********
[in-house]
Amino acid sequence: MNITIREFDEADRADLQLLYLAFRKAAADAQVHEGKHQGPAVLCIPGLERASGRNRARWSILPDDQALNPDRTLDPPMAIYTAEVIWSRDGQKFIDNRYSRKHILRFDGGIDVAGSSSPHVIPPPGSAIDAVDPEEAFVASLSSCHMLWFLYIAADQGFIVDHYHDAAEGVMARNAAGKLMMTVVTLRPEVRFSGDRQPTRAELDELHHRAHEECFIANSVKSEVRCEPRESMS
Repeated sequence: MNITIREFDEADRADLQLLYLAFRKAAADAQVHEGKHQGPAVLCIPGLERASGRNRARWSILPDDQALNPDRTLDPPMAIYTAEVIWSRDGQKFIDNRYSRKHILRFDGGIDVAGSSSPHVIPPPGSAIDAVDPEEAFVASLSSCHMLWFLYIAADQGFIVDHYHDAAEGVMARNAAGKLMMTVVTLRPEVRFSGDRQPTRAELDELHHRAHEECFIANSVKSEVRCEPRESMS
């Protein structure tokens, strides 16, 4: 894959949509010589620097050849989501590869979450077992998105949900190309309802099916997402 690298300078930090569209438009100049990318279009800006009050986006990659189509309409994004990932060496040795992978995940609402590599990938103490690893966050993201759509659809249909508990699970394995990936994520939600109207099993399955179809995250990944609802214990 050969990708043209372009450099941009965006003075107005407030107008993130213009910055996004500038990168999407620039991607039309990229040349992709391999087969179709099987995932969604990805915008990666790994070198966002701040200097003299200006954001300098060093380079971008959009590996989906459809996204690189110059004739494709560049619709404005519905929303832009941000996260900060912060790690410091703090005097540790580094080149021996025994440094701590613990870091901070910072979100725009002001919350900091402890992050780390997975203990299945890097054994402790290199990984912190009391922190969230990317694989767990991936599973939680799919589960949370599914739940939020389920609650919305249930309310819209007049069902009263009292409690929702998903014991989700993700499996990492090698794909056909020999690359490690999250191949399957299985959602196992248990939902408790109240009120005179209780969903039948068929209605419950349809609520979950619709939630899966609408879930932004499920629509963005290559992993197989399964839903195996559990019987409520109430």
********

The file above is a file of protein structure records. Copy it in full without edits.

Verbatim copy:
[in-house]
Amino acid sequence: MNITIREFDEADRADLQLLYLAFRKAAADAQVHEGKHQGPAVLCIPGLERASGRNRARWSILPDDQALNPDRTLDPPMAIYTAEVIWSRDGQKFIDNRYSRKHILRFDGGIDVAGSSSPHVIPPPGSAIDAVDPEEAFVASLSSCHMLWFLYIAADQGFIVDHYHDAAEGVMARNAAGKLMMTVVTLRPEVRFSGDRQPTRAELDELHHRAHEECFIANSVKSEVRCEPRESMS
Repeated sequence: MNITIREFDEADRADLQLLYLAFRKAAADAQVHEGKHQGPAVLCIPGLERASGRNRARWSILPDDQALNPDRTLDPPMAIYTAEVIWSRDGQKFIDNRYSRKHILRFDGGIDVAGSSSPHVIPPPGSAIDAVDPEEAFVASLSSCHMLWFLYIAADQGFIVDHYHDAAEGVMARNAAGKLMMTVVTLRPEVRFSGDRQPTRAELDELHHRAHEECFIANSVKSEVRCEPRESMS
């Protein structure tokens, strides 16, 4: 894959949509010589620097050849989501590869979450077992998105949900190309309802099916997402 690298300078930090569209438009100049990318279009800006009050986006990659189509309409994004990932060496040795992978995940609402590599990938103490690893966050993201759509659809249909508990699970394995990936994520939600109207099993399955179809995250990944609802214990 050969990708043209372009450099941009965006003075107005407030107008993130213009910055996004500038990168999407620039991607039309990229040349992709391999087969179709099987995932969604990805915008990666790994070198966002701040200097003299200006954001300098060093380079971008959009590996989906459809996204690189110059004739494709560049619709404005519905929303832009941000996260900060912060790690410091703090005097540790580094080149021996025994440094701590613990870091901070910072979100725009002001919350900091402890992050780390997975203990299945890097054994402790290199990984912190009391922190969230990317694989767990991936599973939680799919589960949370599914739940939020389920609650919305249930309310819209007049069902009263009292409690929702998903014991989700993700499996990492090698794909056909020999690359490690999250191949399957299985959602196992248990939902408790109240009120005179209780969903039948068929209605419950349809609520979950619709939630899966609408879930932004499920629509963005290559992993197989399964839903195996559990019987409520109430």